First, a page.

POSITIVE COMMUNICATIONS IN A CRISIS

By Letitia Duncan, Commtractor, Crisis Communications Specialist, Marketing & Communications Expert.

Here are some steps to help you navigate a crisis and transform your crisis communications into empowering messages.

1. Know your role
In any crisis or emergency, there is a lead agency. The lead agency’s role in communications is to be the one source of truth, the place where your audience can receive reliable and timely information.

If you are not part of the lead agency, it is not your role to develop the communications for the emergency response to the crisis, instead, you can share the lead agency’s information about the crisis to your network including links to where they can find up-to-date information on the crisis (link to the lead agency’s website or their preferred communication channel). This will help spread the word without placing extra pressure on your resources.

It is your role to communicate the impact the crisis is having on your organisation, clients, stakeholders and staff.

Action: jot down all the impacts this is having on your organisation, staff, clients and stakeholders. Also note what level of information you should share from the lead agency, what parts of their message relate to your organisation/industry?

2. It’s not about you
Your communications should not be all about you… they should be all about how this will impact your audience.

With your audience in mind, consider:

  • How will this impact them?
  • What are they worried about?
  • What questions will they have?
  • Can they read English?
  • How do you usually communicate with them?
  • What is their preferred communications channel?

You may need to do a version for each of your audience groups (e.g. for staff, for clients, for stakeholders). The key factor for this is how different their responses will be to the above questions – if they are very different you will need to separate them.

Action: using the above dot points, jot down the responses based on your audience groups.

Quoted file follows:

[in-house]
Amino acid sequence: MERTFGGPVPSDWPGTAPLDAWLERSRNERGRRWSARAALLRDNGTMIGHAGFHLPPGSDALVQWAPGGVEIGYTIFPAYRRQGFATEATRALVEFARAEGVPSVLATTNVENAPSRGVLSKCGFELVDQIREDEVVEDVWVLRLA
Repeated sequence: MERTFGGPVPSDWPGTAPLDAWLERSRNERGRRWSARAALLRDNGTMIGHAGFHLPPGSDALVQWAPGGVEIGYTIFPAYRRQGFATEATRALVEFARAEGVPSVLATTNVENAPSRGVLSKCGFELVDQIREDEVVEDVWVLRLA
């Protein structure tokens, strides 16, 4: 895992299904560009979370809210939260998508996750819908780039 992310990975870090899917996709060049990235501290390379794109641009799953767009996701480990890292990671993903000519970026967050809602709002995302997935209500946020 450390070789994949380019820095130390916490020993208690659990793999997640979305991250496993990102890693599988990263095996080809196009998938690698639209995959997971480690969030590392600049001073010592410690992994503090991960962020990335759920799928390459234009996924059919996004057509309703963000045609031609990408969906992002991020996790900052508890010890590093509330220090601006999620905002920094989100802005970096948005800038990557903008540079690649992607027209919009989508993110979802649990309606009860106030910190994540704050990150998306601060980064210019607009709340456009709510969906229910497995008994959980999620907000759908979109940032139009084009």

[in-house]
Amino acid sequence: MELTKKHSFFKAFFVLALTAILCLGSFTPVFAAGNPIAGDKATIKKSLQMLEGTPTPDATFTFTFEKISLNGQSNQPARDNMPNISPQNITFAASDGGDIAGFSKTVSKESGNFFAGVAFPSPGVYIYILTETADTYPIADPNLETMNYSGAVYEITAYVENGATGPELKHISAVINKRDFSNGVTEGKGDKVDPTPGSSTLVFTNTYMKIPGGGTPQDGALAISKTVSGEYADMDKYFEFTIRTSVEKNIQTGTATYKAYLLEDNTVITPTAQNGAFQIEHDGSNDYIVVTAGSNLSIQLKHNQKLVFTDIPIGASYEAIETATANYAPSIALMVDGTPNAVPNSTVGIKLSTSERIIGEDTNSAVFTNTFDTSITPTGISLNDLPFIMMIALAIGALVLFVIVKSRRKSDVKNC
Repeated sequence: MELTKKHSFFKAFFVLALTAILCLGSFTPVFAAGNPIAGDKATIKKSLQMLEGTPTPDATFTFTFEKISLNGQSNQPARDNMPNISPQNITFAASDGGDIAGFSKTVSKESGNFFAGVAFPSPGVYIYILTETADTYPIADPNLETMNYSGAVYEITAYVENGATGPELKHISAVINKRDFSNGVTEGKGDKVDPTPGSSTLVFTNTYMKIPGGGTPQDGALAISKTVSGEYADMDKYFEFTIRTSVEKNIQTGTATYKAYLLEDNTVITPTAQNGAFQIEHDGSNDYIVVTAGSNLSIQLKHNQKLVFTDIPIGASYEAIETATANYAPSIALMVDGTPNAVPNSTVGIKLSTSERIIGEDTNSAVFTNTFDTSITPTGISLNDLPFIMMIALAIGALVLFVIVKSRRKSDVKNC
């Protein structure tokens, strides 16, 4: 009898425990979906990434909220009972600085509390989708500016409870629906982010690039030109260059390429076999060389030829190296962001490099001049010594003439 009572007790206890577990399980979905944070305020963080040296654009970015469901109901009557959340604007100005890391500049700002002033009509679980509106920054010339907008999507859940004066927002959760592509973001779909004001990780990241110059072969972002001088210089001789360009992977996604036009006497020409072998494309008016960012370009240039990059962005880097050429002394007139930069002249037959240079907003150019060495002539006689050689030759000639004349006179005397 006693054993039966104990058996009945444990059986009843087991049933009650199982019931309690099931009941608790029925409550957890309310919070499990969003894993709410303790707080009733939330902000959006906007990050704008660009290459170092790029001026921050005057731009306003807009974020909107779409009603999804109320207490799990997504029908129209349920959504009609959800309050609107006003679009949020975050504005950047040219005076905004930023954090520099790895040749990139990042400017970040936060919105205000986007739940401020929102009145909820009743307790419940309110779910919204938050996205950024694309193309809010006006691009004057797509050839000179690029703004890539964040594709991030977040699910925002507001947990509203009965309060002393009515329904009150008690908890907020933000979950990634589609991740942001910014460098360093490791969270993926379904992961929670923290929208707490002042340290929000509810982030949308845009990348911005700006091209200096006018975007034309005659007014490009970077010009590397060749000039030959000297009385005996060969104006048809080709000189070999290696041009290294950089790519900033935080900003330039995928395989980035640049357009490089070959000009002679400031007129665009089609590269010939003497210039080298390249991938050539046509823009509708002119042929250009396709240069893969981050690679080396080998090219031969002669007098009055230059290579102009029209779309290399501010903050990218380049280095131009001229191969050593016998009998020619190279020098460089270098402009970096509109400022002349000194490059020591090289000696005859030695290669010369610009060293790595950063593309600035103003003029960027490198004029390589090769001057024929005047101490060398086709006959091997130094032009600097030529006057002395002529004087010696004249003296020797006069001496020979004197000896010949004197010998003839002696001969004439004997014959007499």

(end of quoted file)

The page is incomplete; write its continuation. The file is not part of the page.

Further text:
3. Define your key message
Using the information from the above two steps it’s time to start thinking about your key message. If your audience only takes one message from your communications, what message should that be? That is your key message.

If you separated your audience groups in step two, then do a key message for each of your audience groups.

Action: jot down your key message for each audience group. You might like to do a few versions, using different words to explain what you mean and then pick your favourite.

4. Draft your communications
Using your key message and your notes from steps one and two, start drafting your communications.

Use the following writing techniques to make your communications simple and effective:

  • Use headings and bullet points
  • Use simple English (think grade 6 level)
  • Consider using images to help explain your message

Tip: you can use the below two online resources to check your spelling, grammar and that your text is easy to read.

  • Hemingway Editor: highlights lengthy, complex sentences and common errors. If you see a yellow sentence, shorten or split it.
  • Grammarly

Action: start writing your communications for each audience group using the above techniques to guide you. Once you are happy with your draft it’s always a good idea to have someone else read it to check for understanding and errors.

5. Get it out on time
Timing is key in a crisis. You don’t want to leave your audience hanging, or let others make up your story and tell it for you. It is better to send a timely message than send a perfect message too late.

It’s okay to make mistakes, learn from them and reset for your next communications.

When working out what channels to send your communications, consider your responses in step two. It’s a good idea to send your communications across many channels in a crisis, that way you reduce the risk of your audience groups missing it.

Tip: your audience is more likely to forgive you if you own your mistakes. So, when sending the updated communications own your error, apologise for it, acknowledge the impact it had on your audience and then move on.

Action: send your communications out as soon as possible. If you need approvals then think about what channel they respond to quickest. If in doubt, call them.

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